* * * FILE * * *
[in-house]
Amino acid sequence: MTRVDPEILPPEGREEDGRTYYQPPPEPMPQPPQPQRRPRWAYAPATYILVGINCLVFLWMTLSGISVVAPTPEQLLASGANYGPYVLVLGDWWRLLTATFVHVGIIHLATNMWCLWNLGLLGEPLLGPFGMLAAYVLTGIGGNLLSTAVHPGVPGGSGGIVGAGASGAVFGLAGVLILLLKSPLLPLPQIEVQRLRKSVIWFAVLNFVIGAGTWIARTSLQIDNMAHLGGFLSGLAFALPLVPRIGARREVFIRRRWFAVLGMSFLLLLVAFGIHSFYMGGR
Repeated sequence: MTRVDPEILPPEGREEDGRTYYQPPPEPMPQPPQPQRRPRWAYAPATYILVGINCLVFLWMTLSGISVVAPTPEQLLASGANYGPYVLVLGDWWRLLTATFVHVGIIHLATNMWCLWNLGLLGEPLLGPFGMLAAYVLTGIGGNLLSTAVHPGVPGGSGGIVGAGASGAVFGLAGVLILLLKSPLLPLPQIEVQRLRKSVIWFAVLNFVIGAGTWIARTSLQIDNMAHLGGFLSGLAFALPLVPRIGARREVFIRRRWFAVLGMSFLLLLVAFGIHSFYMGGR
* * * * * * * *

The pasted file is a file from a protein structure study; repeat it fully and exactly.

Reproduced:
[in-house]
Amino acid sequence: MTRVDPEILPPEGREEDGRTYYQPPPEPMPQPPQPQRRPRWAYAPATYILVGINCLVFLWMTLSGISVVAPTPEQLLASGANYGPYVLVLGDWWRLLTATFVHVGIIHLATNMWCLWNLGLLGEPLLGPFGMLAAYVLTGIGGNLLSTAVHPGVPGGSGGIVGAGASGAVFGLAGVLILLLKSPLLPLPQIEVQRLRKSVIWFAVLNFVIGAGTWIARTSLQIDNMAHLGGFLSGLAFALPLVPRIGARREVFIRRRWFAVLGMSFLLLLVAFGIHSFYMGGR
Repeated sequence: MTRVDPEILPPEGREEDGRTYYQPPPEPMPQPPQPQRRPRWAYAPATYILVGINCLVFLWMTLSGISVVAPTPEQLLASGANYGPYVLVLGDWWRLLTATFVHVGIIHLATNMWCLWNLGLLGEPLLGPFGMLAAYVLTGIGGNLLSTAVHPGVPGGSGGIVGAGASGAVFGLAGVLILLLKSPLLPLPQIEVQRLRKSVIWFAVLNFVIGAGTWIARTSLQIDNMAHLGGFLSGLAFALPLVPRIGARREVFIRRRWFAVLGMSFLLLLVAFGIHSFYMGGR